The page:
Healthy eating during the holidays ... are you serious? Proper nutrition during the holidays can prove to be a challenge for anyone. But just because it is a holiday doesn't give you a reason to not practice caution while celebrating. A healthy diet can help promote a more positive mental well-being. Certain studies have shown that foods higher in fat and sugar tend to cause an individual's body to feel down, a low-energy level that has the potential to be interpreted as feeling mentally depressed. This isn't to mean that one must stay away from foods you like or enjoy. Moderation is the key. Having a taste of your favorite foods is great, but complement that with foods that are good for you. Finding a balance that works for you allows you to eat what you enjoy while making sure your body has the nutrients it needs for appropriate energy to allow you to stay active during this busy time of the year.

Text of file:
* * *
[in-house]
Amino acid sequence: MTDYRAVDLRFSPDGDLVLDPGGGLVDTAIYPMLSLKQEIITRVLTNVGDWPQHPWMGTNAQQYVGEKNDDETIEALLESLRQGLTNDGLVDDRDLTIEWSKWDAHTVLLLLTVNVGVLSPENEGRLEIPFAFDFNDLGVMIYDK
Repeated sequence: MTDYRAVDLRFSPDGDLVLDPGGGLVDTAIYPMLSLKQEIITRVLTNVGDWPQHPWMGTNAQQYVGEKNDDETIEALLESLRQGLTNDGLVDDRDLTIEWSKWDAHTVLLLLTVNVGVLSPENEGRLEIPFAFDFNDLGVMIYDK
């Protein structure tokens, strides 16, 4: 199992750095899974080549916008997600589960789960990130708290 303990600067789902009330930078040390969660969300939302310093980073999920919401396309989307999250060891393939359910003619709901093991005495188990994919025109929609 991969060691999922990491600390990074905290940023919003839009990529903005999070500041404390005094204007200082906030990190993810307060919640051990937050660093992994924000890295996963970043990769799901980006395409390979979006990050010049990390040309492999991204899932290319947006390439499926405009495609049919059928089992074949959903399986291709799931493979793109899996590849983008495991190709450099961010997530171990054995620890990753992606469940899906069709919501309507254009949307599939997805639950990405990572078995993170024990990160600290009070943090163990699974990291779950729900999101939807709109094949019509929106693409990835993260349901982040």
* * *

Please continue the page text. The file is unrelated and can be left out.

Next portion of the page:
3. Exercise
    For most of us, exercise is one of the first activities deleted from our schedule when life gets busy. Most of the time, we see exercise as an added benefit we can add to our daily routine if we have time when in fact, it should be seen as a necessity for a healthy, well-balanced lifestyle. You might be wondering how to fit this into an already busy schedule. Make it a priority; schedule it into your day just as you would if you were making an appointment.

  4. Find Your Support Network